A 21-inch Max Handwerck child doll. Photo courtesy of Foulke Archives
A 21-inch Max Handwerck child doll. Photo courtesy of Foulke Archives

By Jan Foulke

Q: I have recently started to collect German antique bisque dolls. I have several marked Heinrich Handwerck. Now I have found one marked Max Handwerck. Did this company change its name or are these two different companies?

A: They are two different doll factories, but both of them were located in Waltershausen, Germany, which was an important doll-producing area. It was first the home of the J.D. Kestner factory in the early 1800s. Gradually, other doll factories, such as Heinrich Handwerck and Kammer & Reinhardt, followed. The area became famous for its dolls, usually of very high quality.

The Max Handwerck factory was a fairly late arrival to the area and only started its production in 1899-1900. Within several years, Max died and his wife Anna kept the business going. This was not as large a factory as the Heinrich Handwerck works, so of course not as many Max Handwerck dolls still exist today. Actually, even though Max Handwerck was located in a town which had a reputation for high-quality products, their dolls were more of the economy variety. Even today, they are not regarded as highly as the dolls from the Heinrich Handwerck factory.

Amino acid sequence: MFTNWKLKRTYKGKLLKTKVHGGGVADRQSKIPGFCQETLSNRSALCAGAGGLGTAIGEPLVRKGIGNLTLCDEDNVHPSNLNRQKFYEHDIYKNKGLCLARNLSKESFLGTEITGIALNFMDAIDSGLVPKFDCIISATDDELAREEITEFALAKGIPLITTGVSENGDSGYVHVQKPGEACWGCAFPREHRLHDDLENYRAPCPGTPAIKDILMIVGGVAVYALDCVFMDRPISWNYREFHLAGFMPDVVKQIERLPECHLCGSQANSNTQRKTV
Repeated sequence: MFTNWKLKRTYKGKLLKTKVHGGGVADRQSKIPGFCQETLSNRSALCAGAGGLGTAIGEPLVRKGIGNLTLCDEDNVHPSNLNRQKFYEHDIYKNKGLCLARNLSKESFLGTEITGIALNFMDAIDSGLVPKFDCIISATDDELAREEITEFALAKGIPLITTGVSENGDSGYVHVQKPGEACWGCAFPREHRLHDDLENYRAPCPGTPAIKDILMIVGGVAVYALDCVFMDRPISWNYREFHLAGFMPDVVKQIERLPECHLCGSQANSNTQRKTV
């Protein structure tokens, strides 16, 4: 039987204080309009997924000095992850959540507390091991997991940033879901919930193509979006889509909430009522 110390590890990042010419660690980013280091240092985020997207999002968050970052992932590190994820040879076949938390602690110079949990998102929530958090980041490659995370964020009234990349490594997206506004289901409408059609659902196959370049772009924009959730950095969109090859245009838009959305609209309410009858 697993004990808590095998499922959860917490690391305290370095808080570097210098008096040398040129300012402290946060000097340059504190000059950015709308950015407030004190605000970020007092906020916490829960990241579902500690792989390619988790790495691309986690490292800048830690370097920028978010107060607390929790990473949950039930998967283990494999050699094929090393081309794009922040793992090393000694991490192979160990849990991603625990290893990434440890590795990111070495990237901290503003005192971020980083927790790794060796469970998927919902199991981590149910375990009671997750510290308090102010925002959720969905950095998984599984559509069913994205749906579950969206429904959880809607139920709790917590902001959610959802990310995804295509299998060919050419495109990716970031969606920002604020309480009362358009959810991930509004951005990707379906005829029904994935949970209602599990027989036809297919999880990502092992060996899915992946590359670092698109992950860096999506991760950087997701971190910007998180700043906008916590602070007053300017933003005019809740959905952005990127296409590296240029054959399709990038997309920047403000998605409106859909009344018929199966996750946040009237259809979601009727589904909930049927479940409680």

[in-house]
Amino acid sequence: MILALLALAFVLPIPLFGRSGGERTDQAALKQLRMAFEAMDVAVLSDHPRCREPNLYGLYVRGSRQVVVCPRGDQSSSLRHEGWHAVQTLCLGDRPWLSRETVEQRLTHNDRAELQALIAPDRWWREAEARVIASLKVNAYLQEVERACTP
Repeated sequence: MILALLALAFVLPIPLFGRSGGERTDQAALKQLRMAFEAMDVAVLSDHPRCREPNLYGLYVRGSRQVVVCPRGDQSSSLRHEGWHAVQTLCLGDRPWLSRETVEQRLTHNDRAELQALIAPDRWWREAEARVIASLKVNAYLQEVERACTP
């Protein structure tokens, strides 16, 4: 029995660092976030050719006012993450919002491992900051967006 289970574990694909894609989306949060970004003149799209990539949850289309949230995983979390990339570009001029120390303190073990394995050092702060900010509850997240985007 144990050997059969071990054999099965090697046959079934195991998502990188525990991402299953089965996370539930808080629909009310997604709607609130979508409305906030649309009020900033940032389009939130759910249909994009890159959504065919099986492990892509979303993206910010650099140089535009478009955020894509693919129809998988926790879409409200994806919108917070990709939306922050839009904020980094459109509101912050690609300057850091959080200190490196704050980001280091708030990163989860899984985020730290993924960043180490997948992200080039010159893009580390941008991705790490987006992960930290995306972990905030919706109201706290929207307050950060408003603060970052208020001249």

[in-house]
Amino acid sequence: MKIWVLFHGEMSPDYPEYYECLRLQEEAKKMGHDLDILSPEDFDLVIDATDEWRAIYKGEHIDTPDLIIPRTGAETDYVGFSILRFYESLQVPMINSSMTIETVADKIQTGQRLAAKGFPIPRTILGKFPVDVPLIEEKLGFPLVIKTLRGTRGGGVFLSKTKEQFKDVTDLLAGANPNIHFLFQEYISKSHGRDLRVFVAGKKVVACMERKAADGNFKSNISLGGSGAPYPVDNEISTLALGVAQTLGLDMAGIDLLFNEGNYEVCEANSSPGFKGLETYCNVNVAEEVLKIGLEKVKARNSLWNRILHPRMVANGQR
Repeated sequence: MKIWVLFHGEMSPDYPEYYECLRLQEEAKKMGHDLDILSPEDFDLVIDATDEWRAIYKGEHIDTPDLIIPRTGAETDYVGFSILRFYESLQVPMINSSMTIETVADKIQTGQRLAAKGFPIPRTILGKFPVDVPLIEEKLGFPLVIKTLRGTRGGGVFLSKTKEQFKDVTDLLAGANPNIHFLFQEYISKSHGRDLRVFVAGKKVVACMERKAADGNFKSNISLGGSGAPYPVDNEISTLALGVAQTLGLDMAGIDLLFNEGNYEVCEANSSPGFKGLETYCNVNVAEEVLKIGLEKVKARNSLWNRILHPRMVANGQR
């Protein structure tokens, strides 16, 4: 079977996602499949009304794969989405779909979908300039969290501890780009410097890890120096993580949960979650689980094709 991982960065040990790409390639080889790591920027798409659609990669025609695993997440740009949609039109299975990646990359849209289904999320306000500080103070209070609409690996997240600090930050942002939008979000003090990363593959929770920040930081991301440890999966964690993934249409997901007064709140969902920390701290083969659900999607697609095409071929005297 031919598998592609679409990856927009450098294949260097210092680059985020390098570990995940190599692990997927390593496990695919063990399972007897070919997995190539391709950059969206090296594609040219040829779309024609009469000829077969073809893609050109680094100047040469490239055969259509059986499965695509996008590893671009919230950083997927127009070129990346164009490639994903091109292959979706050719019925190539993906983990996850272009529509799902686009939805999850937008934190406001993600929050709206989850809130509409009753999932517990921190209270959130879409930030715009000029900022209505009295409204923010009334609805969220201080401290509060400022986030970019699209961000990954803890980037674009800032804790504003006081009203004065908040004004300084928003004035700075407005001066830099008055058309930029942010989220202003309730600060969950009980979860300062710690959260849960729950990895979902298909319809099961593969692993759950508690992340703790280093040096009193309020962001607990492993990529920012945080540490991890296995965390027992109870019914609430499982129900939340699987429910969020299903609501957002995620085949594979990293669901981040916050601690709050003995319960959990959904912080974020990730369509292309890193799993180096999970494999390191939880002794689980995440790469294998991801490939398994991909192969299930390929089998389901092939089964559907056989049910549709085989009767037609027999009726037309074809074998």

In 1901, Max Handwerck registered the trademark Bébé Elite for bisque-head dolls on composition ball-jointed bodies. Obviously he was trying to appeal to those buyers who were impressed with a French name at a fraction of the French price. Bébé Elite was advertised as having enamel teeth, sleeping eyes, and wigs. These heads were made exclusively for Max from his own designs by the F. & W. Goebel porcelain factory (well known today for their Hummel figurines).

Most dollmakers did not own porcelain factories, so they had to have their heads, limbs, and all-bisque dolls made for them. The heads could be exclusive models produced for a specific dollmaker or stock heads which the porcelain factory could sell to many different doll producers. J. D. Kestner was an exception, in that he had both a doll factory and a porcelain factory, allowing Kestner to make complete dolls and also manufacture heads for other doll factories.

Not all Max Handwerck dolls have mold numbers, but of those that do, commonly found are 283, 286, 287, and 297. One outstanding face is mold 421, which has lovely, high-quality bisque. It must have been their top-of-the-line doll. This is harder to find, but it’s a doll well worth searching for. The Max Handwerck factory was in business for over 30 years.

Jan Foulke is an authority on antique and vintage dolls, with over 40 years of experience in the field. She’s the author of the full-color reference book “Jan Foulke’s Guide to Dolls” and writes the Antique Q&A column in each issue of DOLLS magazine. Send your antique doll questions to Jan Foulke.

Read the rest of Jan Foulke’s Antique Q&A column in DOLLS November/December 2020 issue.

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